For restaurateurs and bar owners, the reality is very different.
With the recent closure of indoor dining as COVID cases surge in Michigan, restaurants and bars have seen a steep drop off in business, especially as the days get colder and shorter.
“It’s been quite a ride,” said chef Duc Tang who has owned Pacific Rim on W. Liberty for 20 years. “It’s been tough for businesses and restaurants to pivot and adjust to the ever-changing landscape. Unfortunately, I think we are going to see more closures in the winter over the next few months.”
Tang said one silver lining during the pandemic was the closure of the downtown area streets during the summer so that restaurants could extend their patios.
“Having the patio in the warm weather really helped,” said Tang. “It was great to see the creativity and the downtown community coming together and it gave a great atmosphere on the weekends.
“But as the fall approached and the cold weather approached, there’s just this ominous feeling of: ‘What’s going to happen when it’s too cold to eat outside?’”
While many restaurants are exploring winterizing their patios with heated pods, Tang said he’s skeptical.
“There’s definitely a desire for people to go out, but Michigan winters can be rough,” he said. “I don’t picture how those outdoor structures will work in January — from damage to structures from the snow, server safety walking on slippery surfaces to food getting cold instantaneously when it’s -10 degrees.”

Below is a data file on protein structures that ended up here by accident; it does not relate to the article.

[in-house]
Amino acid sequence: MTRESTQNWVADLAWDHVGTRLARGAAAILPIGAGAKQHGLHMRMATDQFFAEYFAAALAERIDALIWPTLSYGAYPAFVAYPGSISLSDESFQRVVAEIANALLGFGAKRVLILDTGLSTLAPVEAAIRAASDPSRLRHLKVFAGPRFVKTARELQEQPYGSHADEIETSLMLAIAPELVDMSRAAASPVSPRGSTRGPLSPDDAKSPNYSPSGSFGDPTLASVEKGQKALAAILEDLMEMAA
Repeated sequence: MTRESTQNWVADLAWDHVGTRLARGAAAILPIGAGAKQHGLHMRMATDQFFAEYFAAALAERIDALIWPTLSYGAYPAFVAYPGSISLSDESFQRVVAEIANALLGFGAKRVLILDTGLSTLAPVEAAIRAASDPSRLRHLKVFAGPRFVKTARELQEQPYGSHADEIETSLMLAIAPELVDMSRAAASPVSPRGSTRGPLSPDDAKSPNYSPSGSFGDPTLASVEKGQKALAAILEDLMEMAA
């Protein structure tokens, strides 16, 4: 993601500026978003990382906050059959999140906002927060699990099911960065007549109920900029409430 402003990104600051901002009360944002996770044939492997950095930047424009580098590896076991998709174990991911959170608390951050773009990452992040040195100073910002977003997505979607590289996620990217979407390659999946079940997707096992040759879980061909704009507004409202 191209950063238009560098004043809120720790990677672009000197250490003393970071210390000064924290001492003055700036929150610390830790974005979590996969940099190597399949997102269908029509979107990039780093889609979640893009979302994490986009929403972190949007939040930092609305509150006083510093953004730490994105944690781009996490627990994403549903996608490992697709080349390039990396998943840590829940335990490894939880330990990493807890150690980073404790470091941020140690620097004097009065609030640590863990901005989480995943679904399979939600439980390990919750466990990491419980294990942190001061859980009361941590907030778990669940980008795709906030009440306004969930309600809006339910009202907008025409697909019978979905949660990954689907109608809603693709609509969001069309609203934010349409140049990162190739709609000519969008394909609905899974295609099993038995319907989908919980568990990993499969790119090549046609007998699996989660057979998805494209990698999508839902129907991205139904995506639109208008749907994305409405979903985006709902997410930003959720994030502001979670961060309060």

He said he will continue focusing on carryout throughout the winter, even though it has brought in only 10% to 20% of what Pacific Rim’s normal business would be.
Though he is not worried about having to close his doors, he said the next few months will be very hard.
“Just locking the doors and not doing a single thing, we still have to pay $20,000 a month in fixed costs,” said Tang. “Restaurants have such high overhead.”
Even Zingerman’s and its community of businesses that have put Ann Arbor on the national culinary map hasn’t gone unscathed.
“Mail Order is busy, so that part is up. But everything else is down,” said Zingerman’s co-founder Ari Weinzweig. “This is the reality.”
Weinzweig said that business fell to roughly 35% in the spring. During the summer months, the Roadhouse and deli were operating at about 60% of their normal business with indoor and outdoor dining options, but with indoor dining currently restricted, business has fallen to about 30%.
Since the beginning of the pandemic, Weinzweig has been involved in the Independent Restaurant Coalition, a bipartisan effort to get Congress to approve a $120 billion Restaurant Revitalization Fund to help save local establishments. Chef Rick Bayless of Chicago’s Frontera Grill is part of the group, which has support from Congresswoman Debbie Dingell (D-MI) and Michigan senators Debbie Stabenow and Gary Peters.
“It’s a great group of people and we’ve been working hard on this for months,” said Weinzweig. “Restaurants cannot survive this — they are closing every day in the country.”